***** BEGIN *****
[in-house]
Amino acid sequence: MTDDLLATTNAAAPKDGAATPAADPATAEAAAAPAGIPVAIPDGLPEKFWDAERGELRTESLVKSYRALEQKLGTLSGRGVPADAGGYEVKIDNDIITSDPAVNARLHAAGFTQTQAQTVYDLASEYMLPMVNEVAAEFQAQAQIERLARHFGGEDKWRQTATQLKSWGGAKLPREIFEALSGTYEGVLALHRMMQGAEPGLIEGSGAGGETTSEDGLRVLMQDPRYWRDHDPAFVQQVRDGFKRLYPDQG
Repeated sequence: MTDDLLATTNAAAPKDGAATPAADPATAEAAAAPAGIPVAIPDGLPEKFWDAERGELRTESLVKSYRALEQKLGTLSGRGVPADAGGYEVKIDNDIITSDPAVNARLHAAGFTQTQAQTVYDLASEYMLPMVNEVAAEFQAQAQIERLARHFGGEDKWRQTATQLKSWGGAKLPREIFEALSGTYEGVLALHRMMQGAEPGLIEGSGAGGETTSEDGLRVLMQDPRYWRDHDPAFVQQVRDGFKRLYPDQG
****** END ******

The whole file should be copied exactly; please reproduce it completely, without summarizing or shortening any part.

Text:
[in-house]
Amino acid sequence: MTDDLLATTNAAAPKDGAATPAADPATAEAAAAPAGIPVAIPDGLPEKFWDAERGELRTESLVKSYRALEQKLGTLSGRGVPADAGGYEVKIDNDIITSDPAVNARLHAAGFTQTQAQTVYDLASEYMLPMVNEVAAEFQAQAQIERLARHFGGEDKWRQTATQLKSWGGAKLPREIFEALSGTYEGVLALHRMMQGAEPGLIEGSGAGGETTSEDGLRVLMQDPRYWRDHDPAFVQQVRDGFKRLYPDQG
Repeated sequence: MTDDLLATTNAAAPKDGAATPAADPATAEAAAAPAGIPVAIPDGLPEKFWDAERGELRTESLVKSYRALEQKLGTLSGRGVPADAGGYEVKIDNDIITSDPAVNARLHAAGFTQTQAQTVYDLASEYMLPMVNEVAAEFQAQAQIERLARHFGGEDKWRQTATQLKSWGGAKLPREIFEALSGTYEGVLALHRMMQGAEPGLIEGSGAGGETTSEDGLRVLMQDPRYWRDHDPAFVQQVRDGFKRLYPDQG